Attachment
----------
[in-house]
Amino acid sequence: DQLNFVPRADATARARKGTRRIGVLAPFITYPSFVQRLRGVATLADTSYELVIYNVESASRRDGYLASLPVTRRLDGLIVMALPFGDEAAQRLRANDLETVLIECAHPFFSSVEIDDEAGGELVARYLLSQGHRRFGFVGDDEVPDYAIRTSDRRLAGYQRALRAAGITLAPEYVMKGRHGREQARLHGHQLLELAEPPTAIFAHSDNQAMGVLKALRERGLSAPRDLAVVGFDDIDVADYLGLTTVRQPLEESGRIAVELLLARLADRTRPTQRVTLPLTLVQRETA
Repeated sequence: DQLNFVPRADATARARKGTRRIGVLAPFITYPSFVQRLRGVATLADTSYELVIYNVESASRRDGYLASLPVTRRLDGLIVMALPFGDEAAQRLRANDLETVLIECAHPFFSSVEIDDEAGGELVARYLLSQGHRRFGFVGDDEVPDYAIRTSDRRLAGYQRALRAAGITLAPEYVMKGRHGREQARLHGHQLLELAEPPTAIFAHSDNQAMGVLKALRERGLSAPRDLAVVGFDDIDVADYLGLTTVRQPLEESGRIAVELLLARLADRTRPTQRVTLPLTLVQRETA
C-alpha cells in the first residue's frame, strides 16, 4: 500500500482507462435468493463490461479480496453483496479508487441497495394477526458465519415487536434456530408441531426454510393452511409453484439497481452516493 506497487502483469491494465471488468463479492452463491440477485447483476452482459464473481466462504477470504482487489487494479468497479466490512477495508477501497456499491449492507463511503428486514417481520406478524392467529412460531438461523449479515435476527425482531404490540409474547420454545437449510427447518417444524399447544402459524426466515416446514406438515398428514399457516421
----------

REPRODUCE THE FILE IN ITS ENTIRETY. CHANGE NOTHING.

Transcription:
[in-house]
Amino acid sequence: DQLNFVPRADATARARKGTRRIGVLAPFITYPSFVQRLRGVATLADTSYELVIYNVESASRRDGYLASLPVTRRLDGLIVMALPFGDEAAQRLRANDLETVLIECAHPFFSSVEIDDEAGGELVARYLLSQGHRRFGFVGDDEVPDYAIRTSDRRLAGYQRALRAAGITLAPEYVMKGRHGREQARLHGHQLLELAEPPTAIFAHSDNQAMGVLKALRERGLSAPRDLAVVGFDDIDVADYLGLTTVRQPLEESGRIAVELLLARLADRTRPTQRVTLPLTLVQRETA
Repeated sequence: DQLNFVPRADATARARKGTRRIGVLAPFITYPSFVQRLRGVATLADTSYELVIYNVESASRRDGYLASLPVTRRLDGLIVMALPFGDEAAQRLRANDLETVLIECAHPFFSSVEIDDEAGGELVARYLLSQGHRRFGFVGDDEVPDYAIRTSDRRLAGYQRALRAAGITLAPEYVMKGRHGREQARLHGHQLLELAEPPTAIFAHSDNQAMGVLKALRERGLSAPRDLAVVGFDDIDVADYLGLTTVRQPLEESGRIAVELLLARLADRTRPTQRVTLPLTLVQRETA
C-alpha cells in the first residue's frame, strides 16, 4: 500500500482507462435468493463490461479480496453483496479508487441497495394477526458465519415487536434456530408441531426454510393452511409453484439497481452516493 506497487502483469491494465471488468463479492452463491440477485447483476452482459464473481466462504477470504482487489487494479468497479466490512477495508477501497456499491449492507463511503428486514417481520406478524392467529412460531438461523449479515435476527425482531404490540409474547420454545437449510427447518417444524399447544402459524426466515416446514406438515398428514399457516421